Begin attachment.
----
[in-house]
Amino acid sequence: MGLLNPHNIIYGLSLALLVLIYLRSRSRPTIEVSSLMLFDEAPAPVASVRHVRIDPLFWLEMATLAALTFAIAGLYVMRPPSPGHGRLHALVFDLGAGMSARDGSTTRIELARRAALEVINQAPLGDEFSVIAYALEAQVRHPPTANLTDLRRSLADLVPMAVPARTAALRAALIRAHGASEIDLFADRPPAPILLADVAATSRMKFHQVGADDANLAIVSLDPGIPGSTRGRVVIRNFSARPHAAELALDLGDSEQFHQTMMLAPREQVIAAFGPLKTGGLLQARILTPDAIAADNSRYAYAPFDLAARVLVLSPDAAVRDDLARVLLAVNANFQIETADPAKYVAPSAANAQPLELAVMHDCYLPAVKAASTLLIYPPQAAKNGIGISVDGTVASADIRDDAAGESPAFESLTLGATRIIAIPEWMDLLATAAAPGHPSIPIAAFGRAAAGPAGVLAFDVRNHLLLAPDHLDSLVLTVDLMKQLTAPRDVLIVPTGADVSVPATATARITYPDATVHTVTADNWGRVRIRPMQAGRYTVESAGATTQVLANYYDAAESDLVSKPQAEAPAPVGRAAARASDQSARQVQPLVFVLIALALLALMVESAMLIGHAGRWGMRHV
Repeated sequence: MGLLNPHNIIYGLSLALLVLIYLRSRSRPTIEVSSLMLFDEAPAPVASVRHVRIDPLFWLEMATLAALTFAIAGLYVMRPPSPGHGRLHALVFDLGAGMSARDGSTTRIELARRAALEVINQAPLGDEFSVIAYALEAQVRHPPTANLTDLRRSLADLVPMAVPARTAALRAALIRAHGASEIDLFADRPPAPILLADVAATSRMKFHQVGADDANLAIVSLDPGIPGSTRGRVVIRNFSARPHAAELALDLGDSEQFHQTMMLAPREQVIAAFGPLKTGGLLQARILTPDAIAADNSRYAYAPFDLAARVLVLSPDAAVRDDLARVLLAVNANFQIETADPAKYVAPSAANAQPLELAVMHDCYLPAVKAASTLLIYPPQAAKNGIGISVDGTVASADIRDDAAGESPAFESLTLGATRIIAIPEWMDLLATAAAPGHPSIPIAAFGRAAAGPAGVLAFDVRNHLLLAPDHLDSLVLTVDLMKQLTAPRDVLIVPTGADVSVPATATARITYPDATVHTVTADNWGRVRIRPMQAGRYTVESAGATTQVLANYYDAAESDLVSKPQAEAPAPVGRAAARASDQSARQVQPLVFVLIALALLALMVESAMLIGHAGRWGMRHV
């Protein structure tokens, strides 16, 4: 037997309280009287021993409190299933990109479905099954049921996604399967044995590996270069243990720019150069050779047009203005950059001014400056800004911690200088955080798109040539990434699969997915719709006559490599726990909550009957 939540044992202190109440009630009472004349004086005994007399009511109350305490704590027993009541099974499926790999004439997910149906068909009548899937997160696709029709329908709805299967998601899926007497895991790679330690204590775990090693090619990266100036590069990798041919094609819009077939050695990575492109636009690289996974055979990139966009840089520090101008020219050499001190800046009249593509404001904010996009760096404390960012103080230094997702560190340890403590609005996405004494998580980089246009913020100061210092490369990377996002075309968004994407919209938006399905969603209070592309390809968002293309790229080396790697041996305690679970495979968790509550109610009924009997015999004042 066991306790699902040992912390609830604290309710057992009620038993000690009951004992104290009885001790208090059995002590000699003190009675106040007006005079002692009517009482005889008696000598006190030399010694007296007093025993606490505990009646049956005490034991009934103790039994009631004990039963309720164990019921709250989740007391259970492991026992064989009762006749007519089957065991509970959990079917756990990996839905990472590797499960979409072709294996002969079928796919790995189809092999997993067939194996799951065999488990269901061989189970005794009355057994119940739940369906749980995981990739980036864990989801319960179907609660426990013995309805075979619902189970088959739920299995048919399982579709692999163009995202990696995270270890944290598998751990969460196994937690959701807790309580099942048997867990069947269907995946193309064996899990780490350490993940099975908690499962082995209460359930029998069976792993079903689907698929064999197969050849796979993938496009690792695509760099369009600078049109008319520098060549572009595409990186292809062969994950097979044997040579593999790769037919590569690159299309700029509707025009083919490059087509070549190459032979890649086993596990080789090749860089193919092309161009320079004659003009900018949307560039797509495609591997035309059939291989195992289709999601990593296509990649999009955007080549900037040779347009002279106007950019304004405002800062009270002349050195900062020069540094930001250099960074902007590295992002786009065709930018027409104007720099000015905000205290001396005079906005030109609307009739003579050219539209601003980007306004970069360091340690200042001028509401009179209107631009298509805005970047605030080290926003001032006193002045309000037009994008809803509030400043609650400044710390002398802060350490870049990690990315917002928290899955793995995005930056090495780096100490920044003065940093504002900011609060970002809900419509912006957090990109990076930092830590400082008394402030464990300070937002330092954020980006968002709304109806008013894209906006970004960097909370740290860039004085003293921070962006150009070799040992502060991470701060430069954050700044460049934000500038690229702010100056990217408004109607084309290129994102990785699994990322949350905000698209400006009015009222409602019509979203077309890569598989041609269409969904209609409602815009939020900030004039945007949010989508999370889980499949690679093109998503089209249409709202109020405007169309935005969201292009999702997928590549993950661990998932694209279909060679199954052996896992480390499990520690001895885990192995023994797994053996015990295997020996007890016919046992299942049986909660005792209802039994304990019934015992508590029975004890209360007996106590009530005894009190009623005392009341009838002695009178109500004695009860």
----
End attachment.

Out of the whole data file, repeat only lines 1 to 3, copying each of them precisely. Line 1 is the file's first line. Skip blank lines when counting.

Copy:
[in-house]
Amino acid sequence: MGLLNPHNIIYGLSLALLVLIYLRSRSRPTIEVSSLMLFDEAPAPVASVRHVRIDPLFWLEMATLAALTFAIAGLYVMRPPSPGHGRLHALVFDLGAGMSARDGSTTRIELARRAALEVINQAPLGDEFSVIAYALEAQVRHPPTANLTDLRRSLADLVPMAVPARTAALRAALIRAHGASEIDLFADRPPAPILLADVAATSRMKFHQVGADDANLAIVSLDPGIPGSTRGRVVIRNFSARPHAAELALDLGDSEQFHQTMMLAPREQVIAAFGPLKTGGLLQARILTPDAIAADNSRYAYAPFDLAARVLVLSPDAAVRDDLARVLLAVNANFQIETADPAKYVAPSAANAQPLELAVMHDCYLPAVKAASTLLIYPPQAAKNGIGISVDGTVASADIRDDAAGESPAFESLTLGATRIIAIPEWMDLLATAAAPGHPSIPIAAFGRAAAGPAGVLAFDVRNHLLLAPDHLDSLVLTVDLMKQLTAPRDVLIVPTGADVSVPATATARITYPDATVHTVTADNWGRVRIRPMQAGRYTVESAGATTQVLANYYDAAESDLVSKPQAEAPAPVGRAAARASDQSARQVQPLVFVLIALALLALMVESAMLIGHAGRWGMRHV
Repeated sequence: MGLLNPHNIIYGLSLALLVLIYLRSRSRPTIEVSSLMLFDEAPAPVASVRHVRIDPLFWLEMATLAALTFAIAGLYVMRPPSPGHGRLHALVFDLGAGMSARDGSTTRIELARRAALEVINQAPLGDEFSVIAYALEAQVRHPPTANLTDLRRSLADLVPMAVPARTAALRAALIRAHGASEIDLFADRPPAPILLADVAATSRMKFHQVGADDANLAIVSLDPGIPGSTRGRVVIRNFSARPHAAELALDLGDSEQFHQTMMLAPREQVIAAFGPLKTGGLLQARILTPDAIAADNSRYAYAPFDLAARVLVLSPDAAVRDDLARVLLAVNANFQIETADPAKYVAPSAANAQPLELAVMHDCYLPAVKAASTLLIYPPQAAKNGIGISVDGTVASADIRDDAAGESPAFESLTLGATRIIAIPEWMDLLATAAAPGHPSIPIAAFGRAAAGPAGVLAFDVRNHLLLAPDHLDSLVLTVDLMKQLTAPRDVLIVPTGADVSVPATATARITYPDATVHTVTADNWGRVRIRPMQAGRYTVESAGATTQVLANYYDAAESDLVSKPQAEAPAPVGRAAARASDQSARQVQPLVFVLIALALLALMVESAMLIGHAGRWGMRHV